Entrapment: NY Criminal Defense – Inducement and Encouragement by a Public Servant

Whether you are accused of a “street crime” in New York such as Assault or Criminal Sale of a Controlled Substance (selling drugs) or, in the alternative, you are accused of a White Collar crime such as Money Laundering or Grand Larceny, there are certain defenses specifically outlined in the Penal Law that you need to review with an experienced criminal defense attorney such as the former Manhattan prosecutors at Saland Law PC. One of those “affirmative” defenses is Entrapment.

According to Penal Law Section 40.05 – Entrapment – “it is an affirmative defense that the defendant engaged in the proscribed conduct because he was induced or encouraged to do so by a public servant, or by a person acting in cooperation with a public servant, seeking to obtain evidence against him for purpose of criminal prosecution, and when the methods used to obtain such evidence were such as to create a substantial risk that the offense would be committed by a person not otherwise disposed to commit it. Inducement or encouragement to commit an offense means active inducement or encouragement. Conduct merely affording a person an opportunity to commit an offense does not constitute entrapment.”

William Donnino, the author of the practice commentaries for McKinney’s, states that the purpose of the Entrapment defense “is to discourage the use of overzealous methods by law enforcement officials to trap the unwary innocent into commission of an offense. Thus, the main thrust of the section is against pressure methods which may cause the commission of an offense by one who is not ordinarily disposed to commit it. As a practical matter, therefore, the defense of entrapment would not be available to the person who regularly engages in illegal enterprise.” That being said, the legal reality is that this “defense is available to all defendants and is not limited to the ‘unwary innocent’.” People v. Yore, 36 A.D.2d 818 (1st Dept. 1971)

Because the courts hold every person’s due process rights to the highest level, even those individuals who are “predisposed” to committing crimes may still be the victims of Entrapment by the police. According to the Court of Appeals in People v. Isaacson, 44 N.Y.2d 511 (1978), when deciding whether this defense is available to these individuals, the courts examine numerous factors including:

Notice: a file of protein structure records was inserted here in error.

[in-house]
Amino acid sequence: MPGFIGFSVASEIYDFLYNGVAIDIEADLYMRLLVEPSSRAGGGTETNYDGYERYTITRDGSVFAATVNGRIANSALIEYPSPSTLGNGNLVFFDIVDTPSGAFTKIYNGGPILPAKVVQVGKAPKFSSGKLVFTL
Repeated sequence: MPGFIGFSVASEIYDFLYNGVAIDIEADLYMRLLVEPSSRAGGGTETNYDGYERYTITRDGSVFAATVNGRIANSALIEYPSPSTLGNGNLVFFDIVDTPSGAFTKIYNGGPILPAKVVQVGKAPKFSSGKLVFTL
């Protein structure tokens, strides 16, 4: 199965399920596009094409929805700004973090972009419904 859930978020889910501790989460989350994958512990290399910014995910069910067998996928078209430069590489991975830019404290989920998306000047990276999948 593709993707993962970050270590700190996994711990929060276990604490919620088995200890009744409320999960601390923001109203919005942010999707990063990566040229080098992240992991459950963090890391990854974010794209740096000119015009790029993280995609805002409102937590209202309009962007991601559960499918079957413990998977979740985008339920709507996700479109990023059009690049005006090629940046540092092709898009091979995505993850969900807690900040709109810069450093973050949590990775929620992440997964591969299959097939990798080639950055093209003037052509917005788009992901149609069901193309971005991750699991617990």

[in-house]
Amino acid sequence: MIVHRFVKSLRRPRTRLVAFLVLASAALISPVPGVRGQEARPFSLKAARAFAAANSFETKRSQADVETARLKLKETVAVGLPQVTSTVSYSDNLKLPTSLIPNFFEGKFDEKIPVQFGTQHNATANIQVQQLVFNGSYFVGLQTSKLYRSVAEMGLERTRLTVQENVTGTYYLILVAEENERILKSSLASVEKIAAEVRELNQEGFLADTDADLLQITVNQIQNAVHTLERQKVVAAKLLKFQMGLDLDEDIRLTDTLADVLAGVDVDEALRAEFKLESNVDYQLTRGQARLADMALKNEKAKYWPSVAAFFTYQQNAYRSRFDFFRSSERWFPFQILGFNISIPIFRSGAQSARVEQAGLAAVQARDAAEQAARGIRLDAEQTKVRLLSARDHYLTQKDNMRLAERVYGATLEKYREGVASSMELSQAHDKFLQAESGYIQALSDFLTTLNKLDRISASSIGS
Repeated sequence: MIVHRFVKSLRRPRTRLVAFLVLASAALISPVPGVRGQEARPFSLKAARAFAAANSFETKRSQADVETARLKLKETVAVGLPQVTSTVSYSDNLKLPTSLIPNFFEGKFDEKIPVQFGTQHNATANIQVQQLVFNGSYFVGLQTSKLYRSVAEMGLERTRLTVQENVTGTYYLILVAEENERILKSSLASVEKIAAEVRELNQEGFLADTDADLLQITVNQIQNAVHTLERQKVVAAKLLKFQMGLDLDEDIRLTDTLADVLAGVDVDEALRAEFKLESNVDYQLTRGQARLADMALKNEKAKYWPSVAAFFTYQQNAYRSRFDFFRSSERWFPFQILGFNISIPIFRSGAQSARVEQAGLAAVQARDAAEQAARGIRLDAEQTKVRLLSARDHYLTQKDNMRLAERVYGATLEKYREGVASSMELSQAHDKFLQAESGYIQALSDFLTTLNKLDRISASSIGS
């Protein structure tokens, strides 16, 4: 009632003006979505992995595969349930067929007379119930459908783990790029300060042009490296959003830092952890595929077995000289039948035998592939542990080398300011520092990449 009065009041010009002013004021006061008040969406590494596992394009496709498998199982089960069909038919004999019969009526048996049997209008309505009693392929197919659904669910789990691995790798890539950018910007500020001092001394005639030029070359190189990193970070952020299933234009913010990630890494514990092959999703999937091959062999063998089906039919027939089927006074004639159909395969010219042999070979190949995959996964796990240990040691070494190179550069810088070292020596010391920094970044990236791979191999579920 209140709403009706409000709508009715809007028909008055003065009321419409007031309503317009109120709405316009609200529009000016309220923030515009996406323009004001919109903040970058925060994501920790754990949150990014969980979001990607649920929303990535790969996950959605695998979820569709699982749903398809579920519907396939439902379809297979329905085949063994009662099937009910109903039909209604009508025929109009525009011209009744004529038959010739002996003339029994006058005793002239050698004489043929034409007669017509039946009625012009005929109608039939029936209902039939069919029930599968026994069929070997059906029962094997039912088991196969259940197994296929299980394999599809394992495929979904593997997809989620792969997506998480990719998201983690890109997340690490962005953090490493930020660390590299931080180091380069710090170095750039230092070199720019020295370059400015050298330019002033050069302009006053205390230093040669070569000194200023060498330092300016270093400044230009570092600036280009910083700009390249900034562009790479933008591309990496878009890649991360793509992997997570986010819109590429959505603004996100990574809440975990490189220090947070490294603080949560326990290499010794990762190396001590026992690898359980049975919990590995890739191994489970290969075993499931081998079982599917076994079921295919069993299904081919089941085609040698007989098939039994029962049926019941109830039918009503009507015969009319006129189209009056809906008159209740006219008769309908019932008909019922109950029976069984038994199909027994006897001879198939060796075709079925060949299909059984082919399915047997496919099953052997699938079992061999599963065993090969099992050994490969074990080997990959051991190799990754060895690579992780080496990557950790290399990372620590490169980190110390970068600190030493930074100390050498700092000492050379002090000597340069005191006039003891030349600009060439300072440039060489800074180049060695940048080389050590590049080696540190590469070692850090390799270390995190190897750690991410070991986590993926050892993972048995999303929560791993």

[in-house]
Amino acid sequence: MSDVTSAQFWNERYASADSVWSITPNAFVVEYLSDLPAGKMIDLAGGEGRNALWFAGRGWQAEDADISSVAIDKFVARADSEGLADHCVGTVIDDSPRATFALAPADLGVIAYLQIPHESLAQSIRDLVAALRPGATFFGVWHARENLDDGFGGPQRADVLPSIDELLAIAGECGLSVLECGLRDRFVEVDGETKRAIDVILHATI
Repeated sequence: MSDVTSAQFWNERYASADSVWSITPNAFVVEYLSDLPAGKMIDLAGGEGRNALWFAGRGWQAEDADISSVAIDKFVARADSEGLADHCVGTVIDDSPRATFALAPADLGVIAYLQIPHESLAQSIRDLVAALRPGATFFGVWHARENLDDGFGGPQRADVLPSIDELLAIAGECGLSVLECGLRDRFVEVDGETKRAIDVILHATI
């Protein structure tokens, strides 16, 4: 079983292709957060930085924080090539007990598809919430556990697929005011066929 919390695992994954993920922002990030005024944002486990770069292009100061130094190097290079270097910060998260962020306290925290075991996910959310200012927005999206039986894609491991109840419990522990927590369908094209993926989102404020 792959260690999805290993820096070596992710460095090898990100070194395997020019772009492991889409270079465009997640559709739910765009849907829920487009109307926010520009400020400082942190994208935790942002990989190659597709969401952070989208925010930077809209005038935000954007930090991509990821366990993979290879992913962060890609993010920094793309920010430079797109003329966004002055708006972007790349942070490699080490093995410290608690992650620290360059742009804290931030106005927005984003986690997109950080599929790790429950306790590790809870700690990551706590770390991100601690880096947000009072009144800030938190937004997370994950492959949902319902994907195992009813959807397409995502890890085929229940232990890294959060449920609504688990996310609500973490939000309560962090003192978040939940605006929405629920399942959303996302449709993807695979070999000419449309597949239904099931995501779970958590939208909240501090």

(1) whether the police manufactured a crime which otherwise would not likely have occurred, or merely involved themselves in an ongoing criminal activity;

(2) whether the police themselves engaged in criminal of improper conduct repugnant to a sense of justice;

(3) whether the defendant’s reluctance to commit the crime is overcome by appeals to humanitarian instincts such as sympathy or past friendship, by temptation of exorbitant gain, or by persistent solicitation in the face of unwillingness; and

(4) whether the record reveals simply a desire to obtain a conviction with no reading that the police motive is to prevent further crime or protect the populace.

It is important to recognize that Entrapment is an “affirmative defense.” Therefore, the defendant bears the burden of proof. Although a defendant does not have to prove Entrapment beyond a reasonable doubt, the burden of proof is legally described as preponderance of the evidence. Regardless of the standard, an Entrapment defense is not one that will merely fall into place as a case or trial proceeds. Consult with a criminal defense attorney to identify and investigate the elements and evidence you will need to successfully establish your Entrapment defense.

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